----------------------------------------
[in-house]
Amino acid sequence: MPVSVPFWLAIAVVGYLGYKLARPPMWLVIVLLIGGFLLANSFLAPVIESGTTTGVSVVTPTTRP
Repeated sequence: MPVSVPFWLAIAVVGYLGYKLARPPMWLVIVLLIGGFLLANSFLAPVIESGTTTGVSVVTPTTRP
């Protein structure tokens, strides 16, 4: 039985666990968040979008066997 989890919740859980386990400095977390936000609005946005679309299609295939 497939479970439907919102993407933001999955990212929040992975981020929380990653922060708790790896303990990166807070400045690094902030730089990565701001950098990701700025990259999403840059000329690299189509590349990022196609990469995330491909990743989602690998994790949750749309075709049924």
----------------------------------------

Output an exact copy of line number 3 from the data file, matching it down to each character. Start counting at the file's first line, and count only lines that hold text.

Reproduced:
Repeated sequence: MPVSVPFWLAIAVVGYLGYKLARPPMWLVIVLLIGGFLLANSFLAPVIESGTTTGVSVVTPTTRP